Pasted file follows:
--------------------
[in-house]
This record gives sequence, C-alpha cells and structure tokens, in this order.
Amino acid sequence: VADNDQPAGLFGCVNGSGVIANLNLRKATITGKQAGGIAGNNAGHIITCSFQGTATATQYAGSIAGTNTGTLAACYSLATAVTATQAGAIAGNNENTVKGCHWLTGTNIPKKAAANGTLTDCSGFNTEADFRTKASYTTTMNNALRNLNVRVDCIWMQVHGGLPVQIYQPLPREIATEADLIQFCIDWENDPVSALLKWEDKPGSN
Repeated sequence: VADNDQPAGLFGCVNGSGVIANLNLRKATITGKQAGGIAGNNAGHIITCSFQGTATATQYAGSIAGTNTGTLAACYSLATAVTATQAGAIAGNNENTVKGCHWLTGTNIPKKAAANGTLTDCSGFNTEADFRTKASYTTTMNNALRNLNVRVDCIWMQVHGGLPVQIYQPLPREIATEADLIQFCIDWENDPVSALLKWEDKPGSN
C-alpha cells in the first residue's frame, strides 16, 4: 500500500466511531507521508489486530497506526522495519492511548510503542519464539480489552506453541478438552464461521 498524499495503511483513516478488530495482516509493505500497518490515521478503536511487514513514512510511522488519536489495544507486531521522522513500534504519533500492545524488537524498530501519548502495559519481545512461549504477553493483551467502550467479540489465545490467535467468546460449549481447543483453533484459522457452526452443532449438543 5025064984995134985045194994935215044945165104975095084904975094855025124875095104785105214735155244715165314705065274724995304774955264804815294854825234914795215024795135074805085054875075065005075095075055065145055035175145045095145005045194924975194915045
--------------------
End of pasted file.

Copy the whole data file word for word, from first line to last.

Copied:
[in-house]
This record gives sequence, C-alpha cells and structure tokens, in this order.
Amino acid sequence: VADNDQPAGLFGCVNGSGVIANLNLRKATITGKQAGGIAGNNAGHIITCSFQGTATATQYAGSIAGTNTGTLAACYSLATAVTATQAGAIAGNNENTVKGCHWLTGTNIPKKAAANGTLTDCSGFNTEADFRTKASYTTTMNNALRNLNVRVDCIWMQVHGGLPVQIYQPLPREIATEADLIQFCIDWENDPVSALLKWEDKPGSN
Repeated sequence: VADNDQPAGLFGCVNGSGVIANLNLRKATITGKQAGGIAGNNAGHIITCSFQGTATATQYAGSIAGTNTGTLAACYSLATAVTATQAGAIAGNNENTVKGCHWLTGTNIPKKAAANGTLTDCSGFNTEADFRTKASYTTTMNNALRNLNVRVDCIWMQVHGGLPVQIYQPLPREIATEADLIQFCIDWENDPVSALLKWEDKPGSN
C-alpha cells in the first residue's frame, strides 16, 4: 500500500466511531507521508489486530497506526522495519492511548510503542519464539480489552506453541478438552464461521 498524499495503511483513516478488530495482516509493505500497518490515521478503536511487514513514512510511522488519536489495544507486531521522522513500534504519533500492545524488537524498530501519548502495559519481545512461549504477553493483551467502550467479540489465545490467535467468546460449549481447543483453533484459522457452526452443532449438543 5025064984995134985045194994935215044945165104975095084904975094855025124875095104785105214735155244715165314705065274724995304774955264804815294854825234914795215024795135074805085054875075065005075095075055065145055035175145045095145005045194924975194915045